2008/05/14

Fuchsia Dunlop: Shark's Fin and Sichuan Pepper

By JULIETTE ROSSANT

Shark's Fin and Sichuan Pepper Perhaps it is pure coincidence that Fuchsia Dunlop's Shark's Fin and Sichuan Pepper: A Sweet-Sour Memoir of Eating in China (Norton 2008) should arrive now, just as Sichuan is reeling from a devastating earthquake. How much of Chengdu has been destroyed? How many noodle shops, restaurants, and hole-in-the-walls are left in the old city? How many people have died? Time itself could have wiped away so many of the places Fuchsia so lovingly describes – but an earthquake kills many of the people who cooked and ate the food with her- thus her memoir is even more prescient.

As the book opens, Fuchsia finds herself studying in Chengdu, drawn there after a short visit to the city earlier when she is seduced by the fiery cuisine of Sichuan:
The cold chicken tossed in a piquant dressing of soy sauce, chilli oil, and Sichuan pepper; a whole carp braised in chilli-bean paste laced with ginger, garlic, and spring onions; pig's kidneys cut into frilly dainty morsels and stir-fired fast with celery and pickled chilies. And so-called "fish-fragrant" aubergines, one of the most scrumptious dishes I'd ever tasted: the golden, buttery fried aubergines cooked in a deep-red spicy sauce, with no actual fish but seductive hints of sweet and sour. This was Chinese food as I had never known it before. It was a revelation. (p/ 17)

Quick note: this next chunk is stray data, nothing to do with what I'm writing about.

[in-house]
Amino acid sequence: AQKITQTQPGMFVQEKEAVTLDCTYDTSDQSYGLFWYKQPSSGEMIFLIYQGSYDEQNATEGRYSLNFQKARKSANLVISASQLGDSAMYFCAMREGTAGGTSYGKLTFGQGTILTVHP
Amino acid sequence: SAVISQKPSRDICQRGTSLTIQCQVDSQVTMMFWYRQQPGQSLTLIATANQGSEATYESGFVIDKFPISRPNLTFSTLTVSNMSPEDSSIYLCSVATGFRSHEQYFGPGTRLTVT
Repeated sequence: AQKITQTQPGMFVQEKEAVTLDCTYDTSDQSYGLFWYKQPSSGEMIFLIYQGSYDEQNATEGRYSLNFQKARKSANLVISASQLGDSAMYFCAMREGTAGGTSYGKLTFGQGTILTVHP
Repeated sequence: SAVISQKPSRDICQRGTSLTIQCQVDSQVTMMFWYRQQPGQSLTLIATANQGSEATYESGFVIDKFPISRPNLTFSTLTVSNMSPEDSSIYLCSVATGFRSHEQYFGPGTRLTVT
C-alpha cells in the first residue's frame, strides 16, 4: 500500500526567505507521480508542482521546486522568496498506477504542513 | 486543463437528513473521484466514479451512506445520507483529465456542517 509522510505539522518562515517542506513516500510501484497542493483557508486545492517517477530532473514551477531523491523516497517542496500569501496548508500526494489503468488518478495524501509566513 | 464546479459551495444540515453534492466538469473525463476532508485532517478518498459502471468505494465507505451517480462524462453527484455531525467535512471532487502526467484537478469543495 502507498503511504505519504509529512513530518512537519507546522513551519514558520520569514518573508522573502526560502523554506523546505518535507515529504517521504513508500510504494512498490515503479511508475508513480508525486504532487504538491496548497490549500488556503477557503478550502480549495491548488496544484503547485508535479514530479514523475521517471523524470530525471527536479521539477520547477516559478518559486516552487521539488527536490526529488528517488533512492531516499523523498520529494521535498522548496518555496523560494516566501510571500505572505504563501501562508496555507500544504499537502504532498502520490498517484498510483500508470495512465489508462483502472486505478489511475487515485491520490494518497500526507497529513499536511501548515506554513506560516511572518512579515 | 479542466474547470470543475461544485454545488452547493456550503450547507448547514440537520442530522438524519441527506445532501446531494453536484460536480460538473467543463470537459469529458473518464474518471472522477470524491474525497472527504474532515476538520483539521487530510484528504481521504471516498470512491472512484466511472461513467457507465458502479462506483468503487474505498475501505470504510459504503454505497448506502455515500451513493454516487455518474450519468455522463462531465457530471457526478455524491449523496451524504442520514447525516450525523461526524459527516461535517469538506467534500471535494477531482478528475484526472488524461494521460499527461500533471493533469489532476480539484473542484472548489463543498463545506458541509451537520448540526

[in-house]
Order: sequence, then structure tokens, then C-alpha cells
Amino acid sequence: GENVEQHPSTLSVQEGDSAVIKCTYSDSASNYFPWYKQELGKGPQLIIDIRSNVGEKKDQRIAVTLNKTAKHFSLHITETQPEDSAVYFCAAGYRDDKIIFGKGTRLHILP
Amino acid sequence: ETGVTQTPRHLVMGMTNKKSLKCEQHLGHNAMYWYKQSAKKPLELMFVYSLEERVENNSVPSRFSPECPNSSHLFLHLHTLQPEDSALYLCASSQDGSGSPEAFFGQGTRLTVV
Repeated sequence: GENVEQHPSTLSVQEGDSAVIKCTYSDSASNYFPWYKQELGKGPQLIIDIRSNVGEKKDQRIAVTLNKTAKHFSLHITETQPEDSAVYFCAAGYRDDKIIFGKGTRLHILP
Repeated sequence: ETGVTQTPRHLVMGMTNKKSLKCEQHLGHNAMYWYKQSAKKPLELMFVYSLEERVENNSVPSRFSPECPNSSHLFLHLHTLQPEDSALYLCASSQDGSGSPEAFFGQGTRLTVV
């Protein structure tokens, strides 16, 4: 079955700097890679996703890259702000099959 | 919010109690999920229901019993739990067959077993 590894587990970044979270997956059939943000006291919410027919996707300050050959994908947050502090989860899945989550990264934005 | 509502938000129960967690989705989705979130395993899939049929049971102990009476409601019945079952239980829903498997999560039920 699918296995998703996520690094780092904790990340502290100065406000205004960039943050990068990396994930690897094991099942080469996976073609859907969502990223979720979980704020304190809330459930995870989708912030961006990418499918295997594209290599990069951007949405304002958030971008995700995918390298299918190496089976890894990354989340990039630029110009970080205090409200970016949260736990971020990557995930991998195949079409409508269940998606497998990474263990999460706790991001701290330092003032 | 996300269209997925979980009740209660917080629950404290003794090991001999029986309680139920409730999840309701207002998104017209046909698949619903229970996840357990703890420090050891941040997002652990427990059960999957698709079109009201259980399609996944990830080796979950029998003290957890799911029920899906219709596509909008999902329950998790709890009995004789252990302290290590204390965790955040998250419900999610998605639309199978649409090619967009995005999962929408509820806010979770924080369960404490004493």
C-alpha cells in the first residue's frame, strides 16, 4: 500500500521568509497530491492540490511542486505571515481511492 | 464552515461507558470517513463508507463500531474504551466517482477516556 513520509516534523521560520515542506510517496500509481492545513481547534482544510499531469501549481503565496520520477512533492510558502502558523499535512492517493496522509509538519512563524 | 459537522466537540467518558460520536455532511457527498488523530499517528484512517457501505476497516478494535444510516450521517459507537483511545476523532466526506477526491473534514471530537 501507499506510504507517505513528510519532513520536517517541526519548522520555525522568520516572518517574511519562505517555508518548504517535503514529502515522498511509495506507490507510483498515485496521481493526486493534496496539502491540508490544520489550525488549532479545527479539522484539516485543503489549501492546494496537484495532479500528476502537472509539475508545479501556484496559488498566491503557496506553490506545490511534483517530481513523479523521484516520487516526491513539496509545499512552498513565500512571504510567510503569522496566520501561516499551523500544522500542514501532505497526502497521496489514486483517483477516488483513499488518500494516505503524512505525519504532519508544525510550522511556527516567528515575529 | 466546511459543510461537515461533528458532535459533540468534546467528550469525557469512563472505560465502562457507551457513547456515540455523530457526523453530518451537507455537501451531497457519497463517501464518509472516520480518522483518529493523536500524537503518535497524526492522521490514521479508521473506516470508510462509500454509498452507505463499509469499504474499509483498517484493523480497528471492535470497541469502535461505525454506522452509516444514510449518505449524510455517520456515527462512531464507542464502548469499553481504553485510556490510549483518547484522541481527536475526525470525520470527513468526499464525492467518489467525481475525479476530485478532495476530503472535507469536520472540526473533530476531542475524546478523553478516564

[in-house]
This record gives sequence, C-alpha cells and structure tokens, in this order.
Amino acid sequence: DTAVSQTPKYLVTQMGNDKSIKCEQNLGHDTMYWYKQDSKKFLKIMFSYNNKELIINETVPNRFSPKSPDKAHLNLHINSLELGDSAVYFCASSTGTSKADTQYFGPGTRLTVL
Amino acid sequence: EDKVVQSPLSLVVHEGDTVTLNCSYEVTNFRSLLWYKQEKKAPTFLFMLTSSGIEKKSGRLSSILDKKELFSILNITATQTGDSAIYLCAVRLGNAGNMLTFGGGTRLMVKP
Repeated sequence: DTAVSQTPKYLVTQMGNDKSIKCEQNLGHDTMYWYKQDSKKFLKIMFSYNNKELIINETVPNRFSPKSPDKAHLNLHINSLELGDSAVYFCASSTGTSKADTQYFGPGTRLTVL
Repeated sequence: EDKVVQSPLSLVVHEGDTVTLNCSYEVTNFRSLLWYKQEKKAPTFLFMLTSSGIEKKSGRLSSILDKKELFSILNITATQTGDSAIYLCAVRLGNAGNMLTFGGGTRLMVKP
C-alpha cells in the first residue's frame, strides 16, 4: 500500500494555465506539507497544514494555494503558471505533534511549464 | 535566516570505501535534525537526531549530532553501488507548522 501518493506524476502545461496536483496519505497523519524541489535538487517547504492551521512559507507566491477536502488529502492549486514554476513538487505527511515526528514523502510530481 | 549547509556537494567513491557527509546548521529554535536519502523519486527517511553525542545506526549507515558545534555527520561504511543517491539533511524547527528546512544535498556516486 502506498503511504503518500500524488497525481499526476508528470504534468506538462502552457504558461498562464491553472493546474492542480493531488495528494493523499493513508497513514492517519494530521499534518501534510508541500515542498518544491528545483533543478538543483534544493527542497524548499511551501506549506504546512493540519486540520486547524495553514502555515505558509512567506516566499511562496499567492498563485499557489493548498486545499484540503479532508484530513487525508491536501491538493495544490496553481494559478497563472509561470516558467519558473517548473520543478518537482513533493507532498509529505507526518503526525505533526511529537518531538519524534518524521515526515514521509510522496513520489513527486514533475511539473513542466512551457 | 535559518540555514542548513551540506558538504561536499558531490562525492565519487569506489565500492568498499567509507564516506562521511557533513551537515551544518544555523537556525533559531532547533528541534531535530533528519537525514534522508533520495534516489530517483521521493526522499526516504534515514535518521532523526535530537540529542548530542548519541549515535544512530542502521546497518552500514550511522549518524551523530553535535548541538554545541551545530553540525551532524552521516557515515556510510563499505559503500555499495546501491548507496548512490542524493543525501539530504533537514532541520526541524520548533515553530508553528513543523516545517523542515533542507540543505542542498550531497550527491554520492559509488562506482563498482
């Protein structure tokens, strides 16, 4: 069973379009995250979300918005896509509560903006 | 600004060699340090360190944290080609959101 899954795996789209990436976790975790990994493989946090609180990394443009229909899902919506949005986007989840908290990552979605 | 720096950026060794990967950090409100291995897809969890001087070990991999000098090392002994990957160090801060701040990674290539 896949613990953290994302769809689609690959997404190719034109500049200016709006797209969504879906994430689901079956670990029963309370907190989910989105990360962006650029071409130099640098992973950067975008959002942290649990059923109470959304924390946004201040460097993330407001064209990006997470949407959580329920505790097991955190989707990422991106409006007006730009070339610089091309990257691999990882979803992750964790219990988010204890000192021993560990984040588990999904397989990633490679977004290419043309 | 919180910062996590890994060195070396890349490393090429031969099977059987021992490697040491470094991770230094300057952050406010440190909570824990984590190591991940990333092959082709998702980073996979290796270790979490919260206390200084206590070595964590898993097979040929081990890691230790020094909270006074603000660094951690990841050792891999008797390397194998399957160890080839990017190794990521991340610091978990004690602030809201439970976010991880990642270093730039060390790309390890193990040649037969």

The recipe for the aubergines luckily follows the chapter.

Fuchsia Dunlop It turns out that the spicy food is helpful in combating the constant damp climate, but chillis only arrived in the 16th century when Portuguese traders brought it to China (p. 25) where it was quickly taken up in Sichuan.

Fuchsia quickly gives up her regular university courses, hires a tutor and gets to work eating her way through the restaurants, cafes, and food stalls of Chengdu, and writing about every dish. Here is her description of Dan Dan Noodles:
They looked quite plain: a small bowlful of noodles topped with a spoonful of dark crisp minced beef. But as soon as you stirred them with your chopsticks, you awakened the flavours in the slick of spicy seasonings at the base of the bowl, and coated each strand of pasta in a mix of soy sauce, chilli oil, sesame paste, and Sichuan pepper. The effect was electrifying. Within seconds, your mouth was on fire, your lips quivering under the onslaught of the pepper, and your whole body radiant with heat. (p. 35)
Fuchsia's book is brimming with exuberance for life and food in China, just like her earlier book, Revolutionary Chinese Cookbook (See Super Chef review. Let us hope that none of this is permanently lost and that the citizen of Sichuan will soon be eating Dan Dan Noodles in the humid heat of the coming summer.


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